Did you know that there is a solar observatory in Big Bear? Ever wondered why? Or what purpose it serves? Or what any solar observatory is for? Turns out the answers are somehow both simple and a little bit complicated.

Origin Story

First, some history. The observatory was built by the Californian Institute of Technology in 1969 and was transferred to the New Jersey Institute of Technology on July 1st 1997. Interestingly, during original construction, a second floor was put in that is today’s first floor. The second floor ended up being the first floor to be above max lake levels. It is located in the middle of Big Bear Lake to reduce image distortion. This usually occurs when the Sun heats the ground. The smooth flow of the wind across the lake reduces air turbulence near the observatory. Plus, there are the cloudless skies and clear air of 2000 meter elevation. These conditions make the lake a prime site for solar observations.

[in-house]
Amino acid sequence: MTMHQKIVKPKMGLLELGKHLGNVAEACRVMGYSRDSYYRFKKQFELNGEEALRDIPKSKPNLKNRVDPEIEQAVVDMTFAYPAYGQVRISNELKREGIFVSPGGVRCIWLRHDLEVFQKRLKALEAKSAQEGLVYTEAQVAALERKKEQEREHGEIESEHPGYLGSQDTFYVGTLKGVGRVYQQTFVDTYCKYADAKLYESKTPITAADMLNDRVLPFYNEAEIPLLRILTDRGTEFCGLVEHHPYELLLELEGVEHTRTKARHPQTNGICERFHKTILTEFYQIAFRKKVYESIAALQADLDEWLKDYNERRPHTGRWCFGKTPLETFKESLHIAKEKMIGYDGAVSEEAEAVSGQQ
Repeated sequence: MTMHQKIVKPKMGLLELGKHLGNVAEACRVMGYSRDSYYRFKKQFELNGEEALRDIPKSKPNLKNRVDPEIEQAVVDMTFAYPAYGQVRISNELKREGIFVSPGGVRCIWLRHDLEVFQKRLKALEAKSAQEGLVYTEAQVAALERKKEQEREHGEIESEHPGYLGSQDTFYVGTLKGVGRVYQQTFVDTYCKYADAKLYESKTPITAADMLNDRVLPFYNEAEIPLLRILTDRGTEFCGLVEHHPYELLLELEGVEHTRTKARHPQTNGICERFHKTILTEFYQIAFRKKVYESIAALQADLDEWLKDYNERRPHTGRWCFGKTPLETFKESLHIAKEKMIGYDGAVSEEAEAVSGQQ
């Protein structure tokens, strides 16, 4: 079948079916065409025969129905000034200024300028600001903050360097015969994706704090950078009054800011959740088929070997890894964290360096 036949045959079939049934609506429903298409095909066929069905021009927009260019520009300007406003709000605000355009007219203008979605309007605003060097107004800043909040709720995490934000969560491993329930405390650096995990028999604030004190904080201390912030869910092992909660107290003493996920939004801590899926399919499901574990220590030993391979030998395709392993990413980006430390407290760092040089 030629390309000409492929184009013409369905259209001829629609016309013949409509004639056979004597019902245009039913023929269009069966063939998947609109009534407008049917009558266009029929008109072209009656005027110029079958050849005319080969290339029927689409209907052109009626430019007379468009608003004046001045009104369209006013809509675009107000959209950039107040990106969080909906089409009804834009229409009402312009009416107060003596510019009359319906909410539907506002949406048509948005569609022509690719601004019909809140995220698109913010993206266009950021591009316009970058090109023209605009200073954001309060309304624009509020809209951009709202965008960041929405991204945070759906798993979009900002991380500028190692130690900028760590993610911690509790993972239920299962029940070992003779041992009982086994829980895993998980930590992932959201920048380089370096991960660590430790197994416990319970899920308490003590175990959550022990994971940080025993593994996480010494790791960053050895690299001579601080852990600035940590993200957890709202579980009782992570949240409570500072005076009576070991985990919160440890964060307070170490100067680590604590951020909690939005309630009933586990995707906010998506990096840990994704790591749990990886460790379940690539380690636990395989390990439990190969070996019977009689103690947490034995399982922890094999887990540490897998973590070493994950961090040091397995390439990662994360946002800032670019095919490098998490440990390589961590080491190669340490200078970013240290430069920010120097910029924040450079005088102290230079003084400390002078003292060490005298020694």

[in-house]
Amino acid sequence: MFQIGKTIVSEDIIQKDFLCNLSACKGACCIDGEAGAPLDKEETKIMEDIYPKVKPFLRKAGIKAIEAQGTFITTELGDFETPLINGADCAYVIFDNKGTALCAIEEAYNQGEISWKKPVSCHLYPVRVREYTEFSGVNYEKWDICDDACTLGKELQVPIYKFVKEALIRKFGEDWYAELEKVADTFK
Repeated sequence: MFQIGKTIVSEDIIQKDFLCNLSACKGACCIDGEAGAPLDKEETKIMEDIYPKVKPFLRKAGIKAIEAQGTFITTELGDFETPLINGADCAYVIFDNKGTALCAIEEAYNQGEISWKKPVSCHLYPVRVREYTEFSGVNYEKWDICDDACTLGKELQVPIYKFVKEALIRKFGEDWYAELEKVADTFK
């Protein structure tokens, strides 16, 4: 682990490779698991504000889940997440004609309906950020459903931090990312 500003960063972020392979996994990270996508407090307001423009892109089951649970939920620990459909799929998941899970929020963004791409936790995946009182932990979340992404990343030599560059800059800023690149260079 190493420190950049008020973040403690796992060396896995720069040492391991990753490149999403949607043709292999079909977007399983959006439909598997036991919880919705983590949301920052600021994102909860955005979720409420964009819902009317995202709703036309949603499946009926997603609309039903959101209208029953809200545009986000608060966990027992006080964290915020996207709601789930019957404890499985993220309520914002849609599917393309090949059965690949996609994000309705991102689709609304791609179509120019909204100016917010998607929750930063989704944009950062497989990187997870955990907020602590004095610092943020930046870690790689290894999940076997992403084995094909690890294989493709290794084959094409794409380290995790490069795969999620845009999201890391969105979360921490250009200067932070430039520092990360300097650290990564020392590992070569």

Purpose in Life

But why? What does a solar observatory DO? Simply put, it measures the Sun’s magnetic fields and the various phenomena that occur therein. This research reveals how magnetic storms on the Sun can affect life on earth. Solar storms can damage satellites and cause power blackouts by over-stressing the power grid. The Big Bear Solar Observatory provides daily forecasts of “space weather” and “solar warnings.” They send these forecasts to more than 300 people worldwide when they predict potentially dangerous solar storms. This helps to minimize potential disruption of everyday life.

So, there you have it! Who? The New Jersey Institute of Technology. What? An observatory housing the world’s largest aperture solar telescope. Where? Big Bear Lake. When? Since 1969. And why? To protect our precious satellites! I don’t know about you, but I like things like cellphones, GPS, and severe weather warnings.